My day off

Posted by Marcus Hammarberg on February 17, 2016
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As you might now the last couple of years have taken quite a toll on my personal life. It was work and my work situation that wore me (and my wife) down.

Before we moved back to Sweden Elin and I decided to try to do something about it, so that we didn’t fall back into a work-life-situation that wore us down again. Therefor we decided to not work full time when we get back.

Wednesdays are my day off. I wanted to share some initial reactions and … eeeeh … symptoms.

Just to be clear - I’m ok. I don’t feel bad, stressed or depressed now. But I don’t want to go there again. This is my ways of protection.

Others

The first thing that have strike me is that I need to explain the reasons for me taking Wednesdays off to people around me:

Oh, you're working for another client?
Why? Are you sick?
What?! Every Wednesday? How come?

Now, I fully realize that this is normal since I’m deviating from the norm here, but I hadn’t prepare a response to those questions.

I’m going for perfectly transparent with a twist of humor, that have worked for me in the past:

Well, I have a "problem" ... I feel bad when I work too much - so I've taken time off

That usually triggers some further questions and I can explain further.

Fitting in

After I got back to Sweden, I’ve noticed is that working 100%, of course, the norm. Meaning that if you’re not there all the time you miss out. That can be reflected in missed meetings, hard time to get hold of people or simply miss out on important discussions.

Much of the work that I’m pushing is around collaboration; pair programming, mob programming, daily sync meetings, continuous feedback etc. That doesn’t really sit good when some people (like me for example) is not there all the time.

Right now my approach to this is very pragmatic:

well it will have to work like this - because Wednesdays are my free time. I'm not available then. It's for me.

When Elin and I got married the Salvation Army that performed the ceremony had a few session with us before the marriage. We asked him if we could do one on Thursday evening. I will never forget his answer:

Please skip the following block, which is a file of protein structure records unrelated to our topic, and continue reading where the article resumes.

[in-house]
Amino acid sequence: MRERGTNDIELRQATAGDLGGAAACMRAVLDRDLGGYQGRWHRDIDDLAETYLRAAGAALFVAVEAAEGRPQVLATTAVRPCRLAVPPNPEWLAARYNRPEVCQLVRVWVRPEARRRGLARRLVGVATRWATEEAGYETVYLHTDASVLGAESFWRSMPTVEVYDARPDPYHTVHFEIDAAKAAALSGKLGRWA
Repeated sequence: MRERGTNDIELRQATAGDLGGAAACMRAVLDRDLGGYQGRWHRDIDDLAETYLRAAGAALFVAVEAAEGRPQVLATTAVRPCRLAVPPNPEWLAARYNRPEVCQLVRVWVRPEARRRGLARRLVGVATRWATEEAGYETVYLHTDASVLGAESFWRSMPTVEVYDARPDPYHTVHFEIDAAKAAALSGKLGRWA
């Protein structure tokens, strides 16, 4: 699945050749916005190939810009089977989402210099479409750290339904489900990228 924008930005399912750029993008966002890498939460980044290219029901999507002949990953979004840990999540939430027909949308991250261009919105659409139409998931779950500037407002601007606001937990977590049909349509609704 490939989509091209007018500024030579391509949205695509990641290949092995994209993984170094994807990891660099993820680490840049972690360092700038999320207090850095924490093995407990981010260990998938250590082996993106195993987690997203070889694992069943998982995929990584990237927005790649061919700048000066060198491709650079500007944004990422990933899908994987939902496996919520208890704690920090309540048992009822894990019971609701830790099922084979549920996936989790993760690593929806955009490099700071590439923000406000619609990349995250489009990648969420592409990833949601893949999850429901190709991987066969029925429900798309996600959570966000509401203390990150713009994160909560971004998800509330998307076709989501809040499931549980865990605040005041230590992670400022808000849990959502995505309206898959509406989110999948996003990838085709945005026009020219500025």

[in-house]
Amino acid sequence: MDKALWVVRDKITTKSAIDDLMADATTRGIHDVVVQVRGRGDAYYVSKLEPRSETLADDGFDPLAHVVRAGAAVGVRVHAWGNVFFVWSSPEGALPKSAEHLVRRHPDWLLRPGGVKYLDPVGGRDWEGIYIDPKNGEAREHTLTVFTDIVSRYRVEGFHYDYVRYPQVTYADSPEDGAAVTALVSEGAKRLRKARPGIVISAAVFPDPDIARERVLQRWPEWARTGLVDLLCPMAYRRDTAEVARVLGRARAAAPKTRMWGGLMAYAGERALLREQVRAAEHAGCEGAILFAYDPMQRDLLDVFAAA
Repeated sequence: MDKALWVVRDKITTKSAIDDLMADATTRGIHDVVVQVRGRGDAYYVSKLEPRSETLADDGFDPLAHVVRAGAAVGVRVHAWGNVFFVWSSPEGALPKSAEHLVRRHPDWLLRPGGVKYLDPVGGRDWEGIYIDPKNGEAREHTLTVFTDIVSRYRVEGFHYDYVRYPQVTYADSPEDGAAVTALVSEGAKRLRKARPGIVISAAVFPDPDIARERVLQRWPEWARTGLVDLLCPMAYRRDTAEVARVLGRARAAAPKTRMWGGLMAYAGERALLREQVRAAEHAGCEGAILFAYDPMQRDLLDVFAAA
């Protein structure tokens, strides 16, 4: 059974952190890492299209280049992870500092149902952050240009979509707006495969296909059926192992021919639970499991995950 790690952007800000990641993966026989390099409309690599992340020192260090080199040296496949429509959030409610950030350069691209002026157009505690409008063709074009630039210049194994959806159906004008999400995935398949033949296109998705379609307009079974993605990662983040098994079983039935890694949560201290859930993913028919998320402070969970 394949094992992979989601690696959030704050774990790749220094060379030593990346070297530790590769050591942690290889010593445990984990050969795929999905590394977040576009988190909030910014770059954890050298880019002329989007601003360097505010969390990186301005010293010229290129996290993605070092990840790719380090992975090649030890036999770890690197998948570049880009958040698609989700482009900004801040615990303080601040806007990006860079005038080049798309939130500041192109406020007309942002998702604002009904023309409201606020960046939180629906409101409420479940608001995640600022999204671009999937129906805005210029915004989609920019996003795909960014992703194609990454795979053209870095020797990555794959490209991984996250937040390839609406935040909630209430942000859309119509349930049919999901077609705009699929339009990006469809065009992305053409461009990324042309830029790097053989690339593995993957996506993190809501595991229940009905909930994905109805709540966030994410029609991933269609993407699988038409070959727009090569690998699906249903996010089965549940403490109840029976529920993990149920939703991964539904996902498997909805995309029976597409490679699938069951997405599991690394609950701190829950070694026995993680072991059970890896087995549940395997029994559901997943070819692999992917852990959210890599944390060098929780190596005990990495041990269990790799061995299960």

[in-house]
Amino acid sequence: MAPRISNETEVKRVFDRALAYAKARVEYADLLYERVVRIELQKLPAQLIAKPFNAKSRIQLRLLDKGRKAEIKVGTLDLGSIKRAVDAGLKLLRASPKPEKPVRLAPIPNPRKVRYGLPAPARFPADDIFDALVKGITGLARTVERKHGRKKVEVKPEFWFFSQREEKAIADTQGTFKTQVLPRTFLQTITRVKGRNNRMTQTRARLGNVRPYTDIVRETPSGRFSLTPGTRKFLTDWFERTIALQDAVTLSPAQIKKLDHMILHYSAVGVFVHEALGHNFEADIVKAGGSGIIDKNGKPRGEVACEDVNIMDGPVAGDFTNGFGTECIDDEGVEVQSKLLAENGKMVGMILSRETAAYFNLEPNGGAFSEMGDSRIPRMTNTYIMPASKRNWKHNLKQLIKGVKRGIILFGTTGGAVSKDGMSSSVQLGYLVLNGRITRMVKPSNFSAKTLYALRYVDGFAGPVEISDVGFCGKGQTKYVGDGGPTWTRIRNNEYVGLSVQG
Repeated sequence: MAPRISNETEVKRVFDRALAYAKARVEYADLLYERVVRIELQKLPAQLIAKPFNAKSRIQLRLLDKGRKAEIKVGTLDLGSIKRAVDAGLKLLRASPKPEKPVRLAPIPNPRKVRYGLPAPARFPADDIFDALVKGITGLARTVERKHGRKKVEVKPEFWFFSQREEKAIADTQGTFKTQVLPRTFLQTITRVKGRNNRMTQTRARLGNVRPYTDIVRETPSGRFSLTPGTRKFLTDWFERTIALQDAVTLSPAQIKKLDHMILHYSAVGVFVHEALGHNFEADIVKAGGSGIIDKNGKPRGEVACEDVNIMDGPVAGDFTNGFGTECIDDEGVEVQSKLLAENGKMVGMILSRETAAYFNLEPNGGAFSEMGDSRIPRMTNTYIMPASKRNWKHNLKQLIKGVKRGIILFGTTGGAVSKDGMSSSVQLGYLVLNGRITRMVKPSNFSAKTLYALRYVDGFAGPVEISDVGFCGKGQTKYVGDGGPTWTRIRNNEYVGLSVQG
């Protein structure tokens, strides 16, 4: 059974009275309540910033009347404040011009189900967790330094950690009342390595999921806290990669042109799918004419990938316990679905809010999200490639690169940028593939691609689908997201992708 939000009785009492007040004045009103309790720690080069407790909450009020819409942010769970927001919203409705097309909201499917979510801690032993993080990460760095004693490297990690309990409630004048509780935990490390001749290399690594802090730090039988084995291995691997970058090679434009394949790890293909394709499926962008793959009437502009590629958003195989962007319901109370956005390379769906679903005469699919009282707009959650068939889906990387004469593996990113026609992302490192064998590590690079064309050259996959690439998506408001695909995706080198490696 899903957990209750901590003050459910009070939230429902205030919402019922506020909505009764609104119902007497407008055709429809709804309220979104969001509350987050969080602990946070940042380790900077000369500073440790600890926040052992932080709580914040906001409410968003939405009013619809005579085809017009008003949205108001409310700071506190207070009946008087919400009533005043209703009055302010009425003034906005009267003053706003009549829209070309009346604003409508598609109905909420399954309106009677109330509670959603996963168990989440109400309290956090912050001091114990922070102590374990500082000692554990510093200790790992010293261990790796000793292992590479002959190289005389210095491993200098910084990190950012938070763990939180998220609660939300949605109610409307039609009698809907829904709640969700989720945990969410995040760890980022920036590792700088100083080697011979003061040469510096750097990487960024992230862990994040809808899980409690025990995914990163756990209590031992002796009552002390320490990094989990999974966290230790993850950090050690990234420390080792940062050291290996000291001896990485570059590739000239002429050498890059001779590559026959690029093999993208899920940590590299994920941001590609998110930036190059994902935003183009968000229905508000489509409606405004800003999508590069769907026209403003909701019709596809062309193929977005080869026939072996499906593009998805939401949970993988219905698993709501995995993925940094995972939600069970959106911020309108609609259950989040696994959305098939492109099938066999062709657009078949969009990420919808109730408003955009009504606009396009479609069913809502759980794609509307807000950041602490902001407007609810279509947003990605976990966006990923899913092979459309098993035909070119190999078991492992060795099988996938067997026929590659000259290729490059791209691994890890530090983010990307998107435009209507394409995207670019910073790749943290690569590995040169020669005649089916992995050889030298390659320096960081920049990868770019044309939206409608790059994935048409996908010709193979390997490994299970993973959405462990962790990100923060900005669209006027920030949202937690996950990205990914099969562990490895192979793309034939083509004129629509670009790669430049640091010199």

No - I'm busy then. It's my free time.

And he was not joking. That was already booked. Booked with free time. Slack - in the schedule.

I want to mimic that approach because I found it very professional and sensible.

What is free time, for Marcus?

Now that I have a job situation which requires my full attention and is quite stressful it’s clear to me how much “other things” I had the time to do on work hours1. I blogged, I did some courses for PluralSight, I read a lot, even learned new programming languages.

There’s a little guy in my head that thinks that I need to keep this level up. I’m not too sure about who he is, but he is in a hurry - I can tell you that. And he’s not happy if I cannot get blogging, learning and writing books up on the level I used to.

I’ve tried to ignore that voice. Doesn’t work - just gives me more guilt. Now I try to train him by some discipline.

Someone asked me: “What is free time for Marcus?” And I had no good answer. Looking straight into a wall is not it. I know that.

I’m now using my free days as Slack time - to handle the pressure from “the little man in a hurry” inside of me. For example; when I get an idea for a blog post, I used to get guilty if that is not published. Soon. Now I add it to a short list of ideas that I can blog on my free Wednesday. Often the idea is not good enough to last until that, but at least I have some ideas that I can write about.

Summary

Writing this (on a Wednesday mind you well), makes me realize that I actually have a problem with the pressure I put on myself.

My free Wednesdays are a way to handle this. It’s not fixing them - it’s just handling the problem for me. Sometime in the future I want to be able to get beyond this. But not now.

Now I’m signing off for the day - taking care of me. It’s Wednesday, you know.

  1. Basically I was cut out of the loop in my previous work place, with nothing next to nothing to do. And no one that cared about it too. 



Published by Marcus Hammarberg on Last updated